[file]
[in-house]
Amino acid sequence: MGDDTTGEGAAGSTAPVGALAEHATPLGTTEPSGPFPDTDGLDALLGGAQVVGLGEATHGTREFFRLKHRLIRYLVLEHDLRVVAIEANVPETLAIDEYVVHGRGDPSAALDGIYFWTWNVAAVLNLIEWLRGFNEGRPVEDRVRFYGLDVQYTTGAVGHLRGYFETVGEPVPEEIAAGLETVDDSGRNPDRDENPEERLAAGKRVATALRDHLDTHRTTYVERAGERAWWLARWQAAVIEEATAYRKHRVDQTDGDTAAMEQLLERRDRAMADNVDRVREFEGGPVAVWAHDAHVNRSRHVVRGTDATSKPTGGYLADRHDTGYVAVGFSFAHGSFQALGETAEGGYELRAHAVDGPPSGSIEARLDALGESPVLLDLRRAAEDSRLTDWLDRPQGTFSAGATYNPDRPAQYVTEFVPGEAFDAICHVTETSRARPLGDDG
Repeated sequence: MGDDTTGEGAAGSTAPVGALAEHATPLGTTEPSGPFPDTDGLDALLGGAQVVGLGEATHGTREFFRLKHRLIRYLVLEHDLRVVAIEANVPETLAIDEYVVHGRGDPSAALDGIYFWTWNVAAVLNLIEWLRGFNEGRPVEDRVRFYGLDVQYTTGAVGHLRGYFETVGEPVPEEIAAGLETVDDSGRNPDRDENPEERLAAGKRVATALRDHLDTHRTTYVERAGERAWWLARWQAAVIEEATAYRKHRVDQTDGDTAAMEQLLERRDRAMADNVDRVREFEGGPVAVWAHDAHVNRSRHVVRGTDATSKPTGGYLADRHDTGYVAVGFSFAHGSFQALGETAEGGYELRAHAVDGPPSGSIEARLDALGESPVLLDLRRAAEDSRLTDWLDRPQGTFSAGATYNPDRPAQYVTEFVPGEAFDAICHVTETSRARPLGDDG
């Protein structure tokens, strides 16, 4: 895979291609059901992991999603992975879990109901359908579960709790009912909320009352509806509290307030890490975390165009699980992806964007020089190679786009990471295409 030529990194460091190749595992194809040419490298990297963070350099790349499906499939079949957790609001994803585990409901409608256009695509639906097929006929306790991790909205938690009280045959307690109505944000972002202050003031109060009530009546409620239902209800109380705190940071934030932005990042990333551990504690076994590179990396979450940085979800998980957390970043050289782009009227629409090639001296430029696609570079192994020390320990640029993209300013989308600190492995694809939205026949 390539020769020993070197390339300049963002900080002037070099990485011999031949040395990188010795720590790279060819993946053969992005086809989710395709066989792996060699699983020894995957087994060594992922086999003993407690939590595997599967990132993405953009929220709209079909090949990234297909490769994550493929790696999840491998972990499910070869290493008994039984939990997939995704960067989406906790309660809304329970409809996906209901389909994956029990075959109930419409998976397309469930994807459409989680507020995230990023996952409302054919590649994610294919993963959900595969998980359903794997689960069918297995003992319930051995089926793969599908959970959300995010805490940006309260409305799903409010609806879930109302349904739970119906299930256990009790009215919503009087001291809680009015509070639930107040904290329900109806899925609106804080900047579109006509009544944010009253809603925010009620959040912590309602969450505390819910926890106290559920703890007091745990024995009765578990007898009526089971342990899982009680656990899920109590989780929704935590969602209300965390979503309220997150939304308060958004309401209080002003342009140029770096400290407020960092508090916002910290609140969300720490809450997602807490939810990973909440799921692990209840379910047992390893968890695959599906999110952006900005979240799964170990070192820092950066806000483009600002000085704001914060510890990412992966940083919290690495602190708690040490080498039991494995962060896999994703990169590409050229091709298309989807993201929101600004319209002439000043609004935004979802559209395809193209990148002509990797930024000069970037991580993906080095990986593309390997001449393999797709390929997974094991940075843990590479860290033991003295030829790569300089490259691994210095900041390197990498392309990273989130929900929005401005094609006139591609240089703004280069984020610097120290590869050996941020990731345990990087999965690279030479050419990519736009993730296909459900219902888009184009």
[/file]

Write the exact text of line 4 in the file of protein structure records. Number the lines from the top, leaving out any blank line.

């Protein structure tokens, strides 16, 4: 895979291609059901992991999603992975879990109901359908579960709790009912909320009352509806509290307030890490975390165009699980992806964007020089190679786009990471295409 030529990194460091190749595992194809040419490298990297963070350099790349499906499939079949957790609001994803585990409901409608256009695509639906097929006929306790991790909205938690009280045959307690109505944000972002202050003031109060009530009546409620239902209800109380705190940071934030932005990042990333551990504690076994590179990396979450940085979800998980957390970043050289782009009227629409090639001296430029696609570079192994020390320990640029993209300013989308600190492995694809939205026949 390539020769020993070197390339300049963002900080002037070099990485011999031949040395990188010795720590790279060819993946053969992005086809989710395709066989792996060699699983020894995957087994060594992922086999003993407690939590595997599967990132993405953009929220709209079909090949990234297909490769994550493929790696999840491998972990499910070869290493008994039984939990997939995704960067989406906790309660809304329970409809996906209901389909994956029990075959109930419409998976397309469930994807459409989680507020995230990023996952409302054919590649994610294919993963959900595969998980359903794997689960069918297995003992319930051995089926793969599908959970959300995010805490940006309260409305799903409010609806879930109302349904739970119906299930256990009790009215919503009087001291809680009015509070639930107040904290329900109806899925609106804080900047579109006509009544944010009253809603925010009620959040912590309602969450505390819910926890106290559920703890007091745990024995009765578990007898009526089971342990899982009680656990899920109590989780929704935590969602209300965390979503309220997150939304308060958004309401209080002003342009140029770096400290407020960092508090916002910290609140969300720490809450997602807490939810990973909440799921692990209840379910047992390893968890695959599906999110952006900005979240799964170990070192820092950066806000483009600002000085704001914060510890990412992966940083919290690495602190708690040490080498039991494995962060896999994703990169590409050229091709298309989807993201929101600004319209002439000043609004935004979802559209395809193209990148002509990797930024000069970037991580993906080095990986593309390997001449393999797709390929997974094991940075843990590479860290033991003295030829790569300089490259691994210095900041390197990498392309990273989130929900929005401005094609006139591609240089703004280069984020610097120290590869050996941020990731345990990087999965690279030479050419990519736009993730296909459900219902888009184009």